Casual cyclists aren’t the only facing traffic hassles

Check out this article in Cycling News.  You’d think racers… on a closed course… fighting for the lead at the end of a race … would NOT be hassled by cars right?  Not so… you can click the link here or read on below!

Traffic havoc impacts overall Missouri fight

Kirsten Robbins
September 12, 08:28,
September 12, 11:37
First Edition Cycling News, Saturday, September 12, 2009
Tour of Missouri, Stage 5
Gustav Larsson (Saxo Bank)Gustav Larsson (Saxo Bank)

Borrajo hit by car in Missouri TT

Dangerous driving from event vehicles caused two race altering incidents at the Tour of Missouri stage five time trial today, including one rider who was hit by a car. Colavita-Sutter Home’s Anibal Borrajo bore the brunt of the two incidents, when he was hit by an event VIP car driving on course during the final two kilometres of his time trial. He was bumped off the road and into the grass, sustaining minor road rash.

“It was an organisation car,” Borrajo said. “I went to take the corner on the inside and the car was in front of me. Before the turn I waved at them to move. I don’t know if they saw me. I was faster and I cut the right hand turn on the inside but she did the same as me and hit me. The girl in the car stopped and asked me if I was OK and I told her yes.”

He broke his front wheel in the accident, but making matters worse he had no team chase car and neutral support was nowhere in sight. He waited nearly 10 minutes at the side of the road until the Columbia- HTC team car approached. The car stopped to assist Borrajo so that he could ride back to the finish line.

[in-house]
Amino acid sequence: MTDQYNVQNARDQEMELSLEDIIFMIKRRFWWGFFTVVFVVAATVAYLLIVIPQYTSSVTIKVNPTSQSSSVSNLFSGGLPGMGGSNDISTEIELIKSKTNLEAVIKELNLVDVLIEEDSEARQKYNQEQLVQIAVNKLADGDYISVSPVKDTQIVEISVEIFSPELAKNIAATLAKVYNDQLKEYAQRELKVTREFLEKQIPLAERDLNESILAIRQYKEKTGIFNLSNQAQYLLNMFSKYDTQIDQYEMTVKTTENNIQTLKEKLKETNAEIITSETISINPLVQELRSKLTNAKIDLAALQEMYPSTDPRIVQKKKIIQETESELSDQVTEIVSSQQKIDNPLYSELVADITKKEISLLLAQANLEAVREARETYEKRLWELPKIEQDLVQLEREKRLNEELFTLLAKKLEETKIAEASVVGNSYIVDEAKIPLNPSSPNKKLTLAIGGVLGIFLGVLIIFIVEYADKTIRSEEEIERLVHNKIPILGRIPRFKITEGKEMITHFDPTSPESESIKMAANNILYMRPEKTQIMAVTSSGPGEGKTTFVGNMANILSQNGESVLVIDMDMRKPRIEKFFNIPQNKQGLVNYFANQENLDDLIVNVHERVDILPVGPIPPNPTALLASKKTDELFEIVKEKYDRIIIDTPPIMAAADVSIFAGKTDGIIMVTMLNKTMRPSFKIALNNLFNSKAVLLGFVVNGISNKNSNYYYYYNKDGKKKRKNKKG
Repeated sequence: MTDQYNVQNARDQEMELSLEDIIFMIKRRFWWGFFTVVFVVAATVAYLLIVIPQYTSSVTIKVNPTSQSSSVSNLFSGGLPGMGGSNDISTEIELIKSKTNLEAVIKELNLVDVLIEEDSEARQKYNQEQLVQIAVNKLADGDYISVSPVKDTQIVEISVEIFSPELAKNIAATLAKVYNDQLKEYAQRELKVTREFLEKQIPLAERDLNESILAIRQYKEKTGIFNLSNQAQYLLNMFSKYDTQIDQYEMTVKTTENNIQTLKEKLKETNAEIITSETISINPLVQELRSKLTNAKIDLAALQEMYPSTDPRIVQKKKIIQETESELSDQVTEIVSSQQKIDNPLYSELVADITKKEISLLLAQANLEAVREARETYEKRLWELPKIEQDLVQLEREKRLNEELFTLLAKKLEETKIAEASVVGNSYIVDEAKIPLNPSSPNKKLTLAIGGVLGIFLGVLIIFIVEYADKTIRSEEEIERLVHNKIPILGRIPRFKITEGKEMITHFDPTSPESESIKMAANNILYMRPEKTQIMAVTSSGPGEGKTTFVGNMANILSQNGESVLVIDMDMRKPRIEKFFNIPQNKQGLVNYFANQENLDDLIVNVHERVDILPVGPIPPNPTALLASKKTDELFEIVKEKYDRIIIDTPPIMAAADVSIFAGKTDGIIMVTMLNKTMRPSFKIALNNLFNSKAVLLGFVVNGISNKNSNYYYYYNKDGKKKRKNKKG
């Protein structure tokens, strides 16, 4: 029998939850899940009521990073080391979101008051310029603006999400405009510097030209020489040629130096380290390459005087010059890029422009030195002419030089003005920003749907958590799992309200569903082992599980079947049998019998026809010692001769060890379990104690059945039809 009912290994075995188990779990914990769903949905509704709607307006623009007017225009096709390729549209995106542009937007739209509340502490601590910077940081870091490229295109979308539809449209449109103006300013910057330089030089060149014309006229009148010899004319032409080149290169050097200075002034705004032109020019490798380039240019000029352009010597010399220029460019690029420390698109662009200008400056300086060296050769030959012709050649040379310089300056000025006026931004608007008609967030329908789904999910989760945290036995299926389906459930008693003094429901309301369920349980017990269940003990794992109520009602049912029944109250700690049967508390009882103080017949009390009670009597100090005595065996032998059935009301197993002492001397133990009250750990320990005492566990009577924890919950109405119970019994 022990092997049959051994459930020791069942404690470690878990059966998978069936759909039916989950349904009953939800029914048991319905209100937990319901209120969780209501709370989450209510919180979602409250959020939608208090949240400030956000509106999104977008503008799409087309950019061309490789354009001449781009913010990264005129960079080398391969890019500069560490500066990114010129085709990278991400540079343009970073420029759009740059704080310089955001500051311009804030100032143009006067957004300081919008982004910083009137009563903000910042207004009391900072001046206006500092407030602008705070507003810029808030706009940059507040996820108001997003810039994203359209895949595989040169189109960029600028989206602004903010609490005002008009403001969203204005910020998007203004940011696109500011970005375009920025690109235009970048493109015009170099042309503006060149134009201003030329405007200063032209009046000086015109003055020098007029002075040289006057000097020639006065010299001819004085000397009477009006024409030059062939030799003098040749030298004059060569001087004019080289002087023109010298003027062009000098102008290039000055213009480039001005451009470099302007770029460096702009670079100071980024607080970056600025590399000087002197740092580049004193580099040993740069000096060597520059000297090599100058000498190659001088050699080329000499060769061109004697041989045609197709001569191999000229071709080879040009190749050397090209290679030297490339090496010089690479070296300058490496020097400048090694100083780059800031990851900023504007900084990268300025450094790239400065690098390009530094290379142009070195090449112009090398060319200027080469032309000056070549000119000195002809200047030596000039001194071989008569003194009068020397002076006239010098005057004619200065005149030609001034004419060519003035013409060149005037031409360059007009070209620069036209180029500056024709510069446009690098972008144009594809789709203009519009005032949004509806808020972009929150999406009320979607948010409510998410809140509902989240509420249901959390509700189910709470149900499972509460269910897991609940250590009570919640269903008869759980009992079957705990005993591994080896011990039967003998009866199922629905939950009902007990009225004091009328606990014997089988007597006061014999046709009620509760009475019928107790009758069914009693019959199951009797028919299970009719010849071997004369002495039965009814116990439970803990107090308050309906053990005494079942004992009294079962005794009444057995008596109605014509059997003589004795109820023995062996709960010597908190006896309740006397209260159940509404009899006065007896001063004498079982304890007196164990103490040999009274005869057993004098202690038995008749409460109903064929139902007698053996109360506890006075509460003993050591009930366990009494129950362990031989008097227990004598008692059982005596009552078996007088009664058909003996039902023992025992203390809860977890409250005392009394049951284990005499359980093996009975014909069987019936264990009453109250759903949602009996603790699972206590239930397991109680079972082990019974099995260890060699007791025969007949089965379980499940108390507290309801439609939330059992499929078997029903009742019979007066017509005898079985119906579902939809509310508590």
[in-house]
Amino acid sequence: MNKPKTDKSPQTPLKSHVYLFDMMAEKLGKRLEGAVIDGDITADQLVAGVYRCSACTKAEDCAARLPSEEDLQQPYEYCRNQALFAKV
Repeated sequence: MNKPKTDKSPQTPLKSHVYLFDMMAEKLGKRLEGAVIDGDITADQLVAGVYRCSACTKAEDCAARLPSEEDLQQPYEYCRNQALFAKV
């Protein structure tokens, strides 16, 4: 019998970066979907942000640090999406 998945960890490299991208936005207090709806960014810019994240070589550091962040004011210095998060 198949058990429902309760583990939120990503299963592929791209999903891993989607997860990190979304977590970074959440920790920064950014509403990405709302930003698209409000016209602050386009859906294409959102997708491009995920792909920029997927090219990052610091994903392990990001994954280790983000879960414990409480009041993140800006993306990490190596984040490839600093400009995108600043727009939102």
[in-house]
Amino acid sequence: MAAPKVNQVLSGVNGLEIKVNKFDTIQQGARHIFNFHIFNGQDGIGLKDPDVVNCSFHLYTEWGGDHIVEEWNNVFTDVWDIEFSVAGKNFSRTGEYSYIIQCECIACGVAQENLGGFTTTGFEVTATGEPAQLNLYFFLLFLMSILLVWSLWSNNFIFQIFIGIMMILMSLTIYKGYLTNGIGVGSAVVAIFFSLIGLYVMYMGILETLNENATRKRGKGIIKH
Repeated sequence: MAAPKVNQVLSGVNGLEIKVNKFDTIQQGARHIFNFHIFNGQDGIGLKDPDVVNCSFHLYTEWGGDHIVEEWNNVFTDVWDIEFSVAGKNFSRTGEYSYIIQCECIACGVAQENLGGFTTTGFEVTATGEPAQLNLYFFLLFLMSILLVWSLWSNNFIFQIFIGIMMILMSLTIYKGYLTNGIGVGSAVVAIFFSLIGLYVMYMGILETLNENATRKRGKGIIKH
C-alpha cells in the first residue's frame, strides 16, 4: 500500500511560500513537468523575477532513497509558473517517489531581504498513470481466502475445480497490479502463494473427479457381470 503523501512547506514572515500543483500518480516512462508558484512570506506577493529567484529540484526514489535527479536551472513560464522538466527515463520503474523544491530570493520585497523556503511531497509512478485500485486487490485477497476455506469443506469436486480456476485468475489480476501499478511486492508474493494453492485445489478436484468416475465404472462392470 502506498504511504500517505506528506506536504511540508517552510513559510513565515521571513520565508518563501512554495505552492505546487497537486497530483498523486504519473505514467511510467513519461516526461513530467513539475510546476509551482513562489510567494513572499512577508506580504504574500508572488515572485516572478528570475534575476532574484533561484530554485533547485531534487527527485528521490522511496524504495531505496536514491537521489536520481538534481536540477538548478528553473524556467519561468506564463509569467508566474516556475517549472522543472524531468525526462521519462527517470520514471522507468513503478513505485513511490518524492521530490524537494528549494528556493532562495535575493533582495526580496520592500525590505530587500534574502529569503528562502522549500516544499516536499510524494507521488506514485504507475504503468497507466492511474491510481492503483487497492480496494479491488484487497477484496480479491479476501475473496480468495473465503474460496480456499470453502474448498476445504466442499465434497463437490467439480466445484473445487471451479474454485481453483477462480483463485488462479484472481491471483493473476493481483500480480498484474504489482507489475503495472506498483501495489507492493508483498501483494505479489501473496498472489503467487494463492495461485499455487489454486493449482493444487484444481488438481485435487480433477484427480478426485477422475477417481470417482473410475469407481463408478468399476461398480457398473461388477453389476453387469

“After, the Columbia car stopped and gave me a wheel,” he continued. “I want to say thanks to them for helping me.”

The second incident happened during Gustav Larsson’s time trial. All eyes were on the Swedish time trial specialist as one of the favourites to win the event. However two lead motorcycles slowed down and stopped inside a right-hand turn with three kilometres remaining. Larsson braked hard and narrowly avoided hitting one of the motorcycles. He built his speed back up, only to run into the same two motorcycles in the next corner forcing him to come to a stop a second time.

“It was so annoying that they didn’t see me and it happened twice in the last few kilometres,” said Larsson, who thinks he lost approximately 15 seconds due to the traffic. “You know you lose a lot of momentum and power because you have to stop and start and I was so close to crashing both times. I was full on braking and skidding with my back wheel going sideways just to not hit it, but I was so close.

“It was really annoying that they didn’t see me and that they didn’t move after the first time,” he added. “After the first time you think they would actually move out and make room for the second corner but it happened again – it’s really annoying.”

Despite the two incidents on the time trial course today all 115 riders will start stage six tomorrow, a 177-kilometre road race beginning in Chillicothe and ending in St. Joseph. Larsson finished 30 seconds behind stage winner David Zabriskie (Garmin-Slipstream) and is currently in second place overall.

Borrajo finished his time trial in 46’05” and fell outside of the 25-percent time cut rule. Given the nature of his accident, race officials did not enforce the time cut, allowing him to start stage six.

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